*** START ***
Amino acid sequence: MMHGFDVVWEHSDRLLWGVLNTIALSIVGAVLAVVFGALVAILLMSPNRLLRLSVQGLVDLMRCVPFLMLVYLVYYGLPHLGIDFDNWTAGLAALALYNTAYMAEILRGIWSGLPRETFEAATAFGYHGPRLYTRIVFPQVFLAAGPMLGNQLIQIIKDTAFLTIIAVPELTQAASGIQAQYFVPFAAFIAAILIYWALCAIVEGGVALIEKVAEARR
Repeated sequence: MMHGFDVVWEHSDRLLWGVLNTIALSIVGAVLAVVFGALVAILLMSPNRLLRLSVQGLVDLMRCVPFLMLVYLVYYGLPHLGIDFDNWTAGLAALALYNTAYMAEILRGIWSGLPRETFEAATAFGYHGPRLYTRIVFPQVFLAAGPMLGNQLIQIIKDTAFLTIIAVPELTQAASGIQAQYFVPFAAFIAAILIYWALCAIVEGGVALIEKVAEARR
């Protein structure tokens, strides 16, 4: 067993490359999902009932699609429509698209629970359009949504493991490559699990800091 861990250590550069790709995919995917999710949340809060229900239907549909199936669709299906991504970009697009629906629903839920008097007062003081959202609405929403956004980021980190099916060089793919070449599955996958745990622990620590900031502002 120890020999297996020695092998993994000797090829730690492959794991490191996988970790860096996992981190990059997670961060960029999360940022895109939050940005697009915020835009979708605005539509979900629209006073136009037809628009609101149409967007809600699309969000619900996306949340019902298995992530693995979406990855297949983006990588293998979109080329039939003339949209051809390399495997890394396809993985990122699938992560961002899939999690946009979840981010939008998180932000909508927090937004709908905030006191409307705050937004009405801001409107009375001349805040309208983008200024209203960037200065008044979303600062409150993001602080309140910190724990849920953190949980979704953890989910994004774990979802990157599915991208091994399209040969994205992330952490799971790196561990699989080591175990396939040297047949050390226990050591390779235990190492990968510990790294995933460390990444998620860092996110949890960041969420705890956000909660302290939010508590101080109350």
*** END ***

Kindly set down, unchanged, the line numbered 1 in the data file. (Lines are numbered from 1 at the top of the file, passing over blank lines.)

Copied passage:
Amino acid sequence: MMHGFDVVWEHSDRLLWGVLNTIALSIVGAVLAVVFGALVAILLMSPNRLLRLSVQGLVDLMRCVPFLMLVYLVYYGLPHLGIDFDNWTAGLAALALYNTAYMAEILRGIWSGLPRETFEAATAFGYHGPRLYTRIVFPQVFLAAGPMLGNQLIQIIKDTAFLTIIAVPELTQAASGIQAQYFVPFAAFIAAILIYWALCAIVEGGVALIEKVAEARR